Automatic DC - how???

I googled it to death - and lot of people have said they have done it.
What Im trying to do is have my DC turn on when I turn any of my tools on in my shop. When I turn the tool off - have it wait 10 sec then turn off. The DC is 220. The Jointer is 220 The Tablesaw is 220 The planer, drill press, chop saw, bandsaw is 110.
I only have 2 220 plugs in the shop - all on the same circuit. I have a few 110 - all on the same circuit (just the way it was when I moved in)
Can someone give me specifics on what I would need to do it have it work the way I want it to? Hit the on switch on the TS and have the DC come on.
Thanks -Rob
Add pictures here
<% if( /^image/.test(type) ){ %>
<% } %>
<%-name%>
Add image file
Upload

the
I don't know either. I use a Long Ranger remote that can be clipped on to my belt.
If the wiring gets to complicated with switches and relays, consider the remote. Ed
Add pictures here
<% if( /^image/.test(type) ){ %>
<% } %>
<%-name%>
Add image file
Upload

Like Ed said. I use a remote. Works fine. Now if I had something I could afford to open close the gates on each tool that would be primo. I know it's out there but too much for moi. Paul
Add pictures here
<% if( /^image/.test(type) ){ %>
<% } %>
<%-name%>
Add image file
Upload
Rob V wrote:

Typically it's the blast gates that are used to control the dust collector. Open the blast gate and the DC turns on, close the blast gate and it turns off. To do this for a 220 volt DC requires the use of a low voltage operated contactor with contacts rated for 220 volts with an amperage rating exceeding the draw of the DC and micro-switches for each blast gate.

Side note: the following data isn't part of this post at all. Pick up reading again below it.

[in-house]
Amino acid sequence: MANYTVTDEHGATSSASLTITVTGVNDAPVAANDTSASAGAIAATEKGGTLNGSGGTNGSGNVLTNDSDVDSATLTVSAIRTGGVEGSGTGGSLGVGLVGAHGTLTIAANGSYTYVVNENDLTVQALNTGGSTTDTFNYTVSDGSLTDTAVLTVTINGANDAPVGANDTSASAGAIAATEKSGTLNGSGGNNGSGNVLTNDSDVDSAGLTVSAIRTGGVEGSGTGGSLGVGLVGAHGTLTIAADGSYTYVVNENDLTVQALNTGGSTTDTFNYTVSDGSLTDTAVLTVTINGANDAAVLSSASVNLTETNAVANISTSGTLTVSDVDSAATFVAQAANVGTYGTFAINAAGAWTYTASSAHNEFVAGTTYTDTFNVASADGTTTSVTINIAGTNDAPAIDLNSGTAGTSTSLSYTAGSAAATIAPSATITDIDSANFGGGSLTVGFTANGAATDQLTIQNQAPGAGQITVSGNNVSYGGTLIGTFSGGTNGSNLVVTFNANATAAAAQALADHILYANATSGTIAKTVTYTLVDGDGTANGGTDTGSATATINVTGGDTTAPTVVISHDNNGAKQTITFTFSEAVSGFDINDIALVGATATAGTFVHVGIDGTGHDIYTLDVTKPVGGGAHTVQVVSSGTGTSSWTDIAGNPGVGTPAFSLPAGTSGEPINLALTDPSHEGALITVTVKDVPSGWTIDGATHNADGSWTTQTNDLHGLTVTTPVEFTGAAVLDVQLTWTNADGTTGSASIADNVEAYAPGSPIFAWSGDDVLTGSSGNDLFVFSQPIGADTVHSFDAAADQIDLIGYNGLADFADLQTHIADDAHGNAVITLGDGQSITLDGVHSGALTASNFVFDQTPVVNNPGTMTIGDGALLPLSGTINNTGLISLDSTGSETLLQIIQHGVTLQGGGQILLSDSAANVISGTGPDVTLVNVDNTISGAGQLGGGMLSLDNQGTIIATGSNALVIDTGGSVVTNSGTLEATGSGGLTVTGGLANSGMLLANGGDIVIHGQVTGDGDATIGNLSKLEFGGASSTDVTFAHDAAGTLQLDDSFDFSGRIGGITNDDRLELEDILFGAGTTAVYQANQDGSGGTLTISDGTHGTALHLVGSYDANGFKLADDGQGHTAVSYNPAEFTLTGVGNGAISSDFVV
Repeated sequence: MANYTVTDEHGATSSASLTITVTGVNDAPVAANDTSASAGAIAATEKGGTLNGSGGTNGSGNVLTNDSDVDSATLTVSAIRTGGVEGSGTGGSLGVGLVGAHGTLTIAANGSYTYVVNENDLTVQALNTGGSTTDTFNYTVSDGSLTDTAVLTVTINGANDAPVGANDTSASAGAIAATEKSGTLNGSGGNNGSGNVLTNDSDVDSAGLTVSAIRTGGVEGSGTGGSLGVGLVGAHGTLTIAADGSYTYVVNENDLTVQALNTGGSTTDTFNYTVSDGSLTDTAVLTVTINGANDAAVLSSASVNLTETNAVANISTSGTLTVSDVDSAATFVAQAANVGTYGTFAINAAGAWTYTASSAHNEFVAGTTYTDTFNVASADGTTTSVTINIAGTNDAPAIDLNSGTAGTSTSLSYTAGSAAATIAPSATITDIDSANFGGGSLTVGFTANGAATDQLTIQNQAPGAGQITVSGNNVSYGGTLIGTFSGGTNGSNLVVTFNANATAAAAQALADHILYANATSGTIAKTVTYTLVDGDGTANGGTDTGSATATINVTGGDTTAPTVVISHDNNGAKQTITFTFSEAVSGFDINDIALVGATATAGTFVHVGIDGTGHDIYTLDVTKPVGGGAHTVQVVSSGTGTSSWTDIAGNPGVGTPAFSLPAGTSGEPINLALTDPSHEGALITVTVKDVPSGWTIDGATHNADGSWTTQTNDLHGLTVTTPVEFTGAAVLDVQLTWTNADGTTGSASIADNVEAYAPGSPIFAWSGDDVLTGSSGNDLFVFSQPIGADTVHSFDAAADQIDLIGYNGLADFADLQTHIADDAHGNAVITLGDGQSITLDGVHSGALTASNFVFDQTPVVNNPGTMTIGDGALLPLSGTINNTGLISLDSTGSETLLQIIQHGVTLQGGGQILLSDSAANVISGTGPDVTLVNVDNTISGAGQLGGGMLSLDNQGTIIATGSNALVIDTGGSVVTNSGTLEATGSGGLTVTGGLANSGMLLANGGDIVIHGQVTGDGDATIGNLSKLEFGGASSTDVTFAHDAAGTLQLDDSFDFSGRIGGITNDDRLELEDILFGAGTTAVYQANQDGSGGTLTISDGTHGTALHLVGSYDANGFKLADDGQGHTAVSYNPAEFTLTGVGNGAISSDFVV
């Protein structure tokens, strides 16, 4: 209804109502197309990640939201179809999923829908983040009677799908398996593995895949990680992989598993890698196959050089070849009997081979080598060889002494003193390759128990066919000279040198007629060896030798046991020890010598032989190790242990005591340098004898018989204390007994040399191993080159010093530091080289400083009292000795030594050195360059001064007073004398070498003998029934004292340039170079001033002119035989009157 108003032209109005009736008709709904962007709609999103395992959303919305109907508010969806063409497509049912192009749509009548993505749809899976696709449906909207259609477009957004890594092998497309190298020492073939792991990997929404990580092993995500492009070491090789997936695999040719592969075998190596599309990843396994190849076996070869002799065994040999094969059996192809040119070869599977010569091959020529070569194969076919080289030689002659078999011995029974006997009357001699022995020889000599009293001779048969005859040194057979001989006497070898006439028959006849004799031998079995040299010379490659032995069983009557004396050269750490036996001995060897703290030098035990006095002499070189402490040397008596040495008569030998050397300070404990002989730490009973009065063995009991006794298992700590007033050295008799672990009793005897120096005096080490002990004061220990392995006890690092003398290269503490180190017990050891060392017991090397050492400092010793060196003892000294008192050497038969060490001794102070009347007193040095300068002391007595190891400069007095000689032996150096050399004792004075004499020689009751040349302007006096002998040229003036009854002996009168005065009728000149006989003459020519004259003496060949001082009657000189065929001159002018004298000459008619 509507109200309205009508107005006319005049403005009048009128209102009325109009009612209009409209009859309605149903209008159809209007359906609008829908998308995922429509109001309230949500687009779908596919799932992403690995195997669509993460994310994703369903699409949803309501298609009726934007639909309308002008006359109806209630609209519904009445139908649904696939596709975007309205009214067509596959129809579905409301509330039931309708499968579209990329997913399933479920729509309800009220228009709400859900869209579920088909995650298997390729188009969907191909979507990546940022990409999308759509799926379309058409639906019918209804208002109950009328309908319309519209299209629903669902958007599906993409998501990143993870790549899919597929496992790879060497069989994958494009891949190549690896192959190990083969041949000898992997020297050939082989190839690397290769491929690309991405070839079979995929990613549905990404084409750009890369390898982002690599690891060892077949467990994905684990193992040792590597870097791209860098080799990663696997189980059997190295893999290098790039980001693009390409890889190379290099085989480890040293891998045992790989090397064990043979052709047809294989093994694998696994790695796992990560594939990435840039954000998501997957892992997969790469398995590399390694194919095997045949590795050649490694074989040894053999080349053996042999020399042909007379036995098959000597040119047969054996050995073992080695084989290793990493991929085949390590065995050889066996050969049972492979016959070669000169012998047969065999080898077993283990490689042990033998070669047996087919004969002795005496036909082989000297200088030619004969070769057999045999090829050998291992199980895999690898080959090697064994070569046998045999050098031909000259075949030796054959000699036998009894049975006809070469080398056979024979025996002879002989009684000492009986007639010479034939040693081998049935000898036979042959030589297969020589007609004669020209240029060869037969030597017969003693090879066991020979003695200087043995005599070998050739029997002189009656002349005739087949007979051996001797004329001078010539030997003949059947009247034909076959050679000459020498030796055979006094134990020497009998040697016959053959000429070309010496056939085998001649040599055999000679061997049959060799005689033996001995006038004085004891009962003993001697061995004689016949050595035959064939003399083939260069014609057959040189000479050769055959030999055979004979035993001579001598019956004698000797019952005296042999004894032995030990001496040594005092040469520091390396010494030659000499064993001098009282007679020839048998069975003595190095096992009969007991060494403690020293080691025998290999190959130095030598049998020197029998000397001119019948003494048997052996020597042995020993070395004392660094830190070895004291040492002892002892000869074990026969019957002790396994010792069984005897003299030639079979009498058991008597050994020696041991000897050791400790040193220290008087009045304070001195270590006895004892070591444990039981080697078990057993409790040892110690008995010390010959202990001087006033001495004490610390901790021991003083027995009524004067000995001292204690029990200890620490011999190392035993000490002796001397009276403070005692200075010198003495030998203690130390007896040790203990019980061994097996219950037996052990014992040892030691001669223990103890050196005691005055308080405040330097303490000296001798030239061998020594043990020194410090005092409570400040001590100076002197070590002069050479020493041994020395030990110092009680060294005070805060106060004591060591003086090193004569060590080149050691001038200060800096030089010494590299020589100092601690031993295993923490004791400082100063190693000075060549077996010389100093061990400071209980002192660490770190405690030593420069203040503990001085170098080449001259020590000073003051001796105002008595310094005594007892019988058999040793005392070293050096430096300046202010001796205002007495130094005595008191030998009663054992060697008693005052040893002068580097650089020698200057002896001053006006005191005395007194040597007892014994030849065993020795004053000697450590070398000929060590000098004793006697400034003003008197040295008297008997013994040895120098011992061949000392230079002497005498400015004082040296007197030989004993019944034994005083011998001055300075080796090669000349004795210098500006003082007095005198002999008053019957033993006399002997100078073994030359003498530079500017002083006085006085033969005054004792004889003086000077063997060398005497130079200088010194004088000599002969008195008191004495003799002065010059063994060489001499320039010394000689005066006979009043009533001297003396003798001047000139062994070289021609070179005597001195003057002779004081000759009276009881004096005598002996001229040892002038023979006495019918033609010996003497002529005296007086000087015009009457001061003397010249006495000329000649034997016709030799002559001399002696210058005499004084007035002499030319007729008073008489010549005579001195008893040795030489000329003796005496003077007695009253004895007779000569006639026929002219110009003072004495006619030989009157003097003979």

-- Jack Novak Buffalo, NY - USA (Remove "SPAM" from email address to reply)
Add pictures here
<% if( /^image/.test(type) ){ %>
<% } %>
<%-name%>
Add image file
Upload

in
moved
the
I looked into the whole automated dust collection system also but decided that it was way too much work and that I would do it in steps. I decided that the best first step.was to use a remote to turn on the collector before I started each tool. I have been using the system for about six years and have found no reason to do the rest.
Good luck - Bob McBreen
Add pictures here
<% if( /^image/.test(type) ){ %>
<% } %>
<%-name%>
Add image file
Upload
only differences between the remote and blast gate actuated is that I don't need to remember to wear the remote, I don't need to remember where the remote is and a remote plus opening the gate is 2 steps not one with the blast gate actuated.
Not a lot of difference but depending on how organised you are, it could be the deciding factor. My "micro switches" are shop made from oak and #6 screws, wiring is bell wire. the closing delay after the tool shuts off is the time it takes to make sure the tool is safe and then close the gate 10 - 30 seconds.
BRuce
Rob V wrote:

--
---

BRuce


Add pictures here
<% if( /^image/.test(type) ){ %>
<% } %>
<%-name%>
Add image file
Upload
Rob V wrote:

That feature may not be as necessary as you might guess...those big DC fans take a while to spin down :) I think mine takes about 30 seconds.
--
************************************
Chris Merrill
  Click to see the full signature.
Add pictures here
<% if( /^image/.test(type) ){ %>
<% } %>
<%-name%>
Add image file
Upload
but during that spin down time there is little to no suction. the more you keep out of the piping, the more efficient it stays.
BRuce
Chris Merrill wrote:

--
---

BRuce


Add pictures here
<% if( /^image/.test(type) ){ %>
<% } %>
<%-name%>
Add image file
Upload